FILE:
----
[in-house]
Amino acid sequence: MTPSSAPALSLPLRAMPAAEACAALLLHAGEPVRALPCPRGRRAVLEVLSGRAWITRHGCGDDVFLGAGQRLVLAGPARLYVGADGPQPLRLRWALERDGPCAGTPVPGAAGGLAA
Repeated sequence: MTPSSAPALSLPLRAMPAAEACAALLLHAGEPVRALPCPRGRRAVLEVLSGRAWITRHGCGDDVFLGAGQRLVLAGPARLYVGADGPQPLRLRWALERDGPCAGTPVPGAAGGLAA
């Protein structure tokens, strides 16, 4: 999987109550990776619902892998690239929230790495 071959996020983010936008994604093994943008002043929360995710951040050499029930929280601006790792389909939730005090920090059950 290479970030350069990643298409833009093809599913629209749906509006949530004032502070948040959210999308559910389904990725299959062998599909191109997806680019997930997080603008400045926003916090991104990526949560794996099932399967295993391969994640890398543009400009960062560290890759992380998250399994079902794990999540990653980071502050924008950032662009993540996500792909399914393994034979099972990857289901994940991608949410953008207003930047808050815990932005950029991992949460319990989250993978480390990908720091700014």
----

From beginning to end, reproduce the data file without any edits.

[in-house]
Amino acid sequence: MTPSSAPALSLPLRAMPAAEACAALLLHAGEPVRALPCPRGRRAVLEVLSGRAWITRHGCGDDVFLGAGQRLVLAGPARLYVGADGPQPLRLRWALERDGPCAGTPVPGAAGGLAA
Repeated sequence: MTPSSAPALSLPLRAMPAAEACAALLLHAGEPVRALPCPRGRRAVLEVLSGRAWITRHGCGDDVFLGAGQRLVLAGPARLYVGADGPQPLRLRWALERDGPCAGTPVPGAAGGLAA
């Protein structure tokens, strides 16, 4: 999987109550990776619902892998690239929230790495 071959996020983010936008994604093994943008002043929360995710951040050499029930929280601006790792389909939730005090920090059950 290479970030350069990643298409833009093809599913629209749906509006949530004032502070948040959210999308559910389904990725299959062998599909191109997806680019997930997080603008400045926003916090991104990526949560794996099932399967295993391969994640890398543009400009960062560290890759992380998250399994079902794990999540990653980071502050924008950032662009993540996500792909399914393994034979099972990857289901994940991608949410953008207003930047808050815990932005950029991992949460319990989250993978480390990908720091700014």